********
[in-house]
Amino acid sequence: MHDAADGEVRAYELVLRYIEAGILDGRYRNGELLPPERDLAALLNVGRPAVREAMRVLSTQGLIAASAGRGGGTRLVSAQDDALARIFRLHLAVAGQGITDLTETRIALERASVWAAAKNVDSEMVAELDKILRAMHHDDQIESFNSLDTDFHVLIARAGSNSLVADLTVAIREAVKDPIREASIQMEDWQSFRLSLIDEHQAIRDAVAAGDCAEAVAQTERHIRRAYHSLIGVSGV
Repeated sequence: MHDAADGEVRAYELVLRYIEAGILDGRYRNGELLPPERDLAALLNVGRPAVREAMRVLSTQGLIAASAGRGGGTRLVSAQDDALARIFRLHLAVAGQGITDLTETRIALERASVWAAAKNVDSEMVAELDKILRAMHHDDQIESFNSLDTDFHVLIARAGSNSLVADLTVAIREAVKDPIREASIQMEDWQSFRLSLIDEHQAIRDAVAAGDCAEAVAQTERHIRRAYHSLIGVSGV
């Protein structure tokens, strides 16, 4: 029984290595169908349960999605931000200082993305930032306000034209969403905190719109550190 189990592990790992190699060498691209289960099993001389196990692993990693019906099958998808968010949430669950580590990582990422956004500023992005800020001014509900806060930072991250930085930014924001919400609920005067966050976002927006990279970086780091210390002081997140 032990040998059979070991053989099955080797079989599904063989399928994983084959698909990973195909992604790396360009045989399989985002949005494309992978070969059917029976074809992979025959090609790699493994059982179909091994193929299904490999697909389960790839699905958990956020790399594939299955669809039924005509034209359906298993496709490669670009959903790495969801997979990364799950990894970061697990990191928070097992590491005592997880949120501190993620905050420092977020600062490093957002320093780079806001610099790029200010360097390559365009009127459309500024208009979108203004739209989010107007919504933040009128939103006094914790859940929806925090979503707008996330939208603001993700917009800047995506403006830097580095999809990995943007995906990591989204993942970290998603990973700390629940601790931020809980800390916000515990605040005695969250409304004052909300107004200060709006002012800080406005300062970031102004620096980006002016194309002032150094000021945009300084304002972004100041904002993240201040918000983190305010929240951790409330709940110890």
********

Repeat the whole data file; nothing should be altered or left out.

[in-house]
Amino acid sequence: MHDAADGEVRAYELVLRYIEAGILDGRYRNGELLPPERDLAALLNVGRPAVREAMRVLSTQGLIAASAGRGGGTRLVSAQDDALARIFRLHLAVAGQGITDLTETRIALERASVWAAAKNVDSEMVAELDKILRAMHHDDQIESFNSLDTDFHVLIARAGSNSLVADLTVAIREAVKDPIREASIQMEDWQSFRLSLIDEHQAIRDAVAAGDCAEAVAQTERHIRRAYHSLIGVSGV
Repeated sequence: MHDAADGEVRAYELVLRYIEAGILDGRYRNGELLPPERDLAALLNVGRPAVREAMRVLSTQGLIAASAGRGGGTRLVSAQDDALARIFRLHLAVAGQGITDLTETRIALERASVWAAAKNVDSEMVAELDKILRAMHHDDQIESFNSLDTDFHVLIARAGSNSLVADLTVAIREAVKDPIREASIQMEDWQSFRLSLIDEHQAIRDAVAAGDCAEAVAQTERHIRRAYHSLIGVSGV
């Protein structure tokens, strides 16, 4: 029984290595169908349960999605931000200082993305930032306000034209969403905190719109550190 189990592990790992190699060498691209289960099993001389196990692993990693019906099958998808968010949430669950580590990582990422956004500023992005800020001014509900806060930072991250930085930014924001919400609920005067966050976002927006990279970086780091210390002081997140 032990040998059979070991053989099955080797079989599904063989399928994983084959698909990973195909992604790396360009045989399989985002949005494309992978070969059917029976074809992979025959090609790699493994059982179909091994193929299904490999697909389960790839699905958990956020790399594939299955669809039924005509034209359906298993496709490669670009959903790495969801997979990364799950990894970061697990990191928070097992590491005592997880949120501190993620905050420092977020600062490093957002320093780079806001610099790029200010360097390559365009009127459309500024208009979108203004739209989010107007919504933040009128939103006094914790859940929806925090979503707008996330939208603001993700917009800047995506403006830097580095999809990995943007995906990591989204993942970290998603990973700390629940601790931020809980800390916000515990605040005695969250409304004052909300107004200060709006002012800080406005300062970031102004620096980006002016194309002032150094000021945009300084304002972004100041904002993240201040918000983190305010929240951790409330709940110890």